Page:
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The Swiss Family Robinson – Early Elementary Eli Whitney and the Cotton Gin George Eastman and the Kodak Camera
Hedy Lamarr and a Secret Communication System Henry Ford and the Model T Isaac Newton and the Laws of Motion
Johann Gutenberg and the Printing Press Jonas Salk and the Polio Vaccine Levi Strauss and Blue Jeans
Louis Pasteur and Pasteurization Marie Curie and Radioactivity Philo Farnsworth and the Television
Samuel Morse and the Telegraph Steve Jobs, Steve Wozniak, and the Personal Computer Thomas Edison and the Lightbulb
The Wright Brothers and the Airplane The Apollo 13 Mission The Attack on Pearl Harbor
The Apollo 13 Mission
Our Price: $7.50
The Challenger Explosion The Donner Party The Great Chicago Fire of 1871
The Donner Party
Our Price: $7.50
The Hindenburg Disaster Shackleton and the Lost Antarctic Expedition The Triangle Shirtwaist Factory Fire - Disasters in History
The Hindenburg Disaster
Our Price: $7.50
The Amazing Story of the Internal Combustion Engine True Stories of the Civil War True Stories of World War I
True Stories of World War II 24-Hour History The Assassination of Martin Luther King Jr. Spying
Our Price: $8.50
A Christmas Carol Batman Science Superman Science
Batman Science
Our Price: $9.25
Superman Science
Our Price: $9.25
A Family Secret The Search Max Axiom Natural Disasters Set of 3
A Family Secret
Our Price: $9.99
The Search
Our Price: $14.95
The Search and The Family Secret Graphic Novels True Stories of War Wile E. Coyote Physical Science set of 4
Max Axiom Chemistry and Science Basics Set of 5 24 Hour History set of 5 Max Axiom Biology Set of 7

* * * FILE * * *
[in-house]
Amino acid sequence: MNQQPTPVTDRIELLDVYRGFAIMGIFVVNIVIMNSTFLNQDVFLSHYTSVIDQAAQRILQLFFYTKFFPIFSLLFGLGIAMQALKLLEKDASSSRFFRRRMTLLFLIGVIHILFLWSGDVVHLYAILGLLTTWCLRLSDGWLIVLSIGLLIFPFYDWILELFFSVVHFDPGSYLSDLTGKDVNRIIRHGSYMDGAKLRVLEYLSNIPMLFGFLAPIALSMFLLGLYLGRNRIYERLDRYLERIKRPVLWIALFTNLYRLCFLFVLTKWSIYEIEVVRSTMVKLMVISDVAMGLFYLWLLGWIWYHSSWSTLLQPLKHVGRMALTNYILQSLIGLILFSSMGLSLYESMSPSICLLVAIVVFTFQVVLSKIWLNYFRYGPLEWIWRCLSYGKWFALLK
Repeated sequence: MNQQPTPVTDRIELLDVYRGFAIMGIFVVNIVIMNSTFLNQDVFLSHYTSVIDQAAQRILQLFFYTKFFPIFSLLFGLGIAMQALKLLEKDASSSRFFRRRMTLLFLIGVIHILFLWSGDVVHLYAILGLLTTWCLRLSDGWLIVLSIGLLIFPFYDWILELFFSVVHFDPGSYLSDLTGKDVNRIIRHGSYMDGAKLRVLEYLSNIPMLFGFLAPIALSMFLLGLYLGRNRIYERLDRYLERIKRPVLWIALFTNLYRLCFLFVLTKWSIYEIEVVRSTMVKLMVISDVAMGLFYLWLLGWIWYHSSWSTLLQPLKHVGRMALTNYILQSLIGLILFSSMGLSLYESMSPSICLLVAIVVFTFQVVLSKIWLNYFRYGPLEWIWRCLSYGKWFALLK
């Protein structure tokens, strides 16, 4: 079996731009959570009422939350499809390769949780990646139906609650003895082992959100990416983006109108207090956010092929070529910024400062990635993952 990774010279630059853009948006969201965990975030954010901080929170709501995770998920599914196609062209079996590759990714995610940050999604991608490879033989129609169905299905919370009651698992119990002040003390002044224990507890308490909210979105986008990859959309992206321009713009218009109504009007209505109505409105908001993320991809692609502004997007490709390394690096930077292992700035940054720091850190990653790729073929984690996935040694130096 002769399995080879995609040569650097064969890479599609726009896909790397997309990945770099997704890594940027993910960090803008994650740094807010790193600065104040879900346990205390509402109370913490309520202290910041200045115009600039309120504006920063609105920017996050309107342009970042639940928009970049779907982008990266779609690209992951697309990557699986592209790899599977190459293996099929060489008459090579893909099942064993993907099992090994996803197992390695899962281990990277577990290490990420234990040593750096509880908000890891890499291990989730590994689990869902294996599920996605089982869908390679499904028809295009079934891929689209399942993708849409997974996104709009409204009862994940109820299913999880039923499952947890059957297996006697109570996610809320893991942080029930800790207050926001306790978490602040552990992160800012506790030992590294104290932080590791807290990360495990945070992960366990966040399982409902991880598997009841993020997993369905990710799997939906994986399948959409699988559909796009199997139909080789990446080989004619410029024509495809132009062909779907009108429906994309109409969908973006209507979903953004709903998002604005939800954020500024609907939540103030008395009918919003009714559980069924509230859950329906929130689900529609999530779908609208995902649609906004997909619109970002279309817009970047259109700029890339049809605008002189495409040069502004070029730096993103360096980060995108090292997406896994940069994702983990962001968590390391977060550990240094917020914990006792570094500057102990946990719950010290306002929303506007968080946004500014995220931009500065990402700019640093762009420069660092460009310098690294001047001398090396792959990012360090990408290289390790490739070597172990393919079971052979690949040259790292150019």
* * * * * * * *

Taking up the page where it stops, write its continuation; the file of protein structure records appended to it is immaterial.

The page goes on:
24-Hour History set of 5
Our Price: $42.50
Max Axiom Biology Set
Our Price: $49.95
Max Axiom Physics Set of 7 Disasters in History - Set of 8 Inventions and Discovery - Set of 16
Max Axiom Physics Set
Our Price: $49.95
Experienced parents know that the amount of reading their child does will have a direct and positive impact on his reading fluency and vocabulary development. That is why graphic novels--which we used to refer to as comic books--though once relegated to the category of lowbrow reading, are now experiencing a surge in popularity.

You may think that the comic book medium is primarily for mainstream American children who are peppered by snack-size visual and audio bombardment. If you desire that your children slow down and feast on the written word, then you may cringe at the idea of a graphic novel version of Moby Dick. But before you issue a home-wide ban on these books, consider the following.

If you have a reluctant or beginning reader, your first concern should be for fluidity and competency. You will find that the graphic novel's illustrations draw your child in even as the vocabulary becomes more complex. Then, because the graphics are so attention-grabbing, children often find themselves reading for pleasure.

If your reluctant reader is an older child, your main concern may be making sure that he is culturally savvy. With graphic novels, vocabulary is introduced via contextual clues, making great literature accessible to more children. The interesting pictures and snappy dialogue, with little-to-no narration to bog the reader down, will encourage independent reading and learning. As the child's competence and confidence grow, so will his joy of literacy.

Even if your older child is a competent reader, he will enjoy taking a break from the verbally intense books characteristic of higher-level learning to enjoy a more visual form of storytelling. A 2006 study found that the amount of reading children did for fun decreased from the time they were eight through the teen years. Graphic books can re-engage them in the delights of reading for leisure as well as for learning.

There are children who may never read for pleasure; God just might have wired them differently. But most children, from the reluctant, faltering reader to the brilliant but easily bored adolescent, will find graphic novels intriguing.